How do I know the machine tallies my vote correctly?
All ballot tabulators are rigorously tested prior to each election. These tests are conducted in accordance with the State of Michigan’s standards for logic and accuracy testing, and the results must follow a predetermined set of votes including ensuring that equipment can identify common errors and mis-marking of ballots. Testing must be performed on every voting machine used in the election, and once the testing is complete, the equipment is sealed and seal numbers are recorded in multiple places. All testing is open to the public, and required to be published prior to the test dates and times. An example test at Robinson Township can be seen below. To see more tests from the May 5, 2020 Election, visit our Facebook page.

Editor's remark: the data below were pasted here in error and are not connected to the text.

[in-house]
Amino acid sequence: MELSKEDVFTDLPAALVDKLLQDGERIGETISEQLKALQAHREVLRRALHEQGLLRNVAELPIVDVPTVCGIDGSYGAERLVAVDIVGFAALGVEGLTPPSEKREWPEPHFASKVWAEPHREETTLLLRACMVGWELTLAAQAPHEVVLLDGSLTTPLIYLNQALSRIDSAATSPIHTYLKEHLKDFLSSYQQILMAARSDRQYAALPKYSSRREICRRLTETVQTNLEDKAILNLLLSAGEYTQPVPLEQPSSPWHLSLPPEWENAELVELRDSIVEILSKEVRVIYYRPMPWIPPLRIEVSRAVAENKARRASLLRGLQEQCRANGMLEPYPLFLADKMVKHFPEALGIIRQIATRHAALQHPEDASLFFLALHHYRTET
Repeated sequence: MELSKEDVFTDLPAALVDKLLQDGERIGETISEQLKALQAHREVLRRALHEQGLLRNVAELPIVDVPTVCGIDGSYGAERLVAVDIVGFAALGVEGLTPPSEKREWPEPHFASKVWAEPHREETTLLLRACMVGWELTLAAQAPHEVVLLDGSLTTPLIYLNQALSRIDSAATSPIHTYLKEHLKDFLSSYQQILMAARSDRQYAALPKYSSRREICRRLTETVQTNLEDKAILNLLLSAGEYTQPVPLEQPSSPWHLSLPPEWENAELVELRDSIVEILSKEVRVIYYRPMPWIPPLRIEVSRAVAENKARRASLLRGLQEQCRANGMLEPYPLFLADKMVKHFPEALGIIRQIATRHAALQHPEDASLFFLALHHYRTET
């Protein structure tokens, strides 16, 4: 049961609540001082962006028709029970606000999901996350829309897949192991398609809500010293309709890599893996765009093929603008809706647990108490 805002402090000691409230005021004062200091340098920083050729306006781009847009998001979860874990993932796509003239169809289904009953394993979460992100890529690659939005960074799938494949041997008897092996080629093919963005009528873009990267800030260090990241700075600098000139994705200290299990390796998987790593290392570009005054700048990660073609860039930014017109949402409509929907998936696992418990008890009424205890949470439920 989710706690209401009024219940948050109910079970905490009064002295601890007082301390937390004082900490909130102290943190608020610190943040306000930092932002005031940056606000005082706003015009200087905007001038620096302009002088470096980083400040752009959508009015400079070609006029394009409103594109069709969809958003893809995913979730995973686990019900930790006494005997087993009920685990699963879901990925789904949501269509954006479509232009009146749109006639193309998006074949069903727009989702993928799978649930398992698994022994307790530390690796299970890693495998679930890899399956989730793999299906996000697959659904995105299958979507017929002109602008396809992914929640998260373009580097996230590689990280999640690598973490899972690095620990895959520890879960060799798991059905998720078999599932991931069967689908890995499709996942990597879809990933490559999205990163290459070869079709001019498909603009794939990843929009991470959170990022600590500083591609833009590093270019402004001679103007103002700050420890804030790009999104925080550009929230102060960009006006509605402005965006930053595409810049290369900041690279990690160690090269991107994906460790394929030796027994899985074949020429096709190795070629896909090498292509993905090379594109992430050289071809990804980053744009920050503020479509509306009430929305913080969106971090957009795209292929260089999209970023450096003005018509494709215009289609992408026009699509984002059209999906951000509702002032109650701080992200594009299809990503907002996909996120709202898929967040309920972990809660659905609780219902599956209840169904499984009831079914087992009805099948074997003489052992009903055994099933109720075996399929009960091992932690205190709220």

Who are the people who work the election?
Election workers in Michigan are known as "election inspectors". These workers are neighbors in your community who give their time for a small compensation in order to ensure an effective election at the local level. They are hired by each city and township clerk and must meet several requirements before working in an election:
- Election inspectors must first submit an application, and declare a political party. Every precinct must have bipartisan representation from at least one Democratic and one Republican inspector. Inspectors who represent minor parties may also serve at the polls, so long as the two major parties are also represented.
- Election inspectors must be registered to vote in Michigan. Inspectors can work anywhere in the state, and do not have to serve in the communities in which they live, though many do. Michigan residents who are 16 and 17 years old, and therefore too young to be registered to vote, may also work as election inspectors on a limited basis.